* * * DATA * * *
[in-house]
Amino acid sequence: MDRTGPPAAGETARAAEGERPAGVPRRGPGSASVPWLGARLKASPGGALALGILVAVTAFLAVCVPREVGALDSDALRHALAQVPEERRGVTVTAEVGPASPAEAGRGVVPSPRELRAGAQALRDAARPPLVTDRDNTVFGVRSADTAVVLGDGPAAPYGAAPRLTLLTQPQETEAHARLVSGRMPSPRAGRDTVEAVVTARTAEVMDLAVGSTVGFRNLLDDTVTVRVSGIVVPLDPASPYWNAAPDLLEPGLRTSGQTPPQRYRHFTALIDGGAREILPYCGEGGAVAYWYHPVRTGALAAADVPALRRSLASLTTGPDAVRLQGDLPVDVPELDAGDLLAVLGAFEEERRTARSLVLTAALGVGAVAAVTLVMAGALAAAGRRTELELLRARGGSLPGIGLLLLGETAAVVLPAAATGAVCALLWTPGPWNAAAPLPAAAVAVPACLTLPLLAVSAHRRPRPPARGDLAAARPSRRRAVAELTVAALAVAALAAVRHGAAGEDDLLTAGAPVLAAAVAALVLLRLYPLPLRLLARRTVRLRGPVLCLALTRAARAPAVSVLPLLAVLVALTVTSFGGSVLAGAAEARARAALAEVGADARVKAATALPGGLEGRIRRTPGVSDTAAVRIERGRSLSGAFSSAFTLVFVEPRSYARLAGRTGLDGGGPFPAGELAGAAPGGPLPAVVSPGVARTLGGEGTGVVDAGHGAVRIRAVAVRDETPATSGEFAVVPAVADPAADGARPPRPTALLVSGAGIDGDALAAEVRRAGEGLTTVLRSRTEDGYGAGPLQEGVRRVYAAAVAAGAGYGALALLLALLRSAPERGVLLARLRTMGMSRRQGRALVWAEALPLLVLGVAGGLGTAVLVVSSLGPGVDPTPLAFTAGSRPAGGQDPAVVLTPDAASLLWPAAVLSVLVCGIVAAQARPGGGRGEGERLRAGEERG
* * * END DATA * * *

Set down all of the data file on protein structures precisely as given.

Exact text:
[in-house]
Amino acid sequence: MDRTGPPAAGETARAAEGERPAGVPRRGPGSASVPWLGARLKASPGGALALGILVAVTAFLAVCVPREVGALDSDALRHALAQVPEERRGVTVTAEVGPASPAEAGRGVVPSPRELRAGAQALRDAARPPLVTDRDNTVFGVRSADTAVVLGDGPAAPYGAAPRLTLLTQPQETEAHARLVSGRMPSPRAGRDTVEAVVTARTAEVMDLAVGSTVGFRNLLDDTVTVRVSGIVVPLDPASPYWNAAPDLLEPGLRTSGQTPPQRYRHFTALIDGGAREILPYCGEGGAVAYWYHPVRTGALAAADVPALRRSLASLTTGPDAVRLQGDLPVDVPELDAGDLLAVLGAFEEERRTARSLVLTAALGVGAVAAVTLVMAGALAAAGRRTELELLRARGGSLPGIGLLLLGETAAVVLPAAATGAVCALLWTPGPWNAAAPLPAAAVAVPACLTLPLLAVSAHRRPRPPARGDLAAARPSRRRAVAELTVAALAVAALAAVRHGAAGEDDLLTAGAPVLAAAVAALVLLRLYPLPLRLLARRTVRLRGPVLCLALTRAARAPAVSVLPLLAVLVALTVTSFGGSVLAGAAEARARAALAEVGADARVKAATALPGGLEGRIRRTPGVSDTAAVRIERGRSLSGAFSSAFTLVFVEPRSYARLAGRTGLDGGGPFPAGELAGAAPGGPLPAVVSPGVARTLGGEGTGVVDAGHGAVRIRAVAVRDETPATSGEFAVVPAVADPAADGARPPRPTALLVSGAGIDGDALAAEVRRAGEGLTTVLRSRTEDGYGAGPLQEGVRRVYAAAVAAGAGYGALALLLALLRSAPERGVLLARLRTMGMSRRQGRALVWAEALPLLVLGVAGGLGTAVLVVSSLGPGVDPTPLAFTAGSRPAGGQDPAVVLTPDAASLLWPAAVLSVLVCGIVAAQARPGGGRGEGERLRAGEERG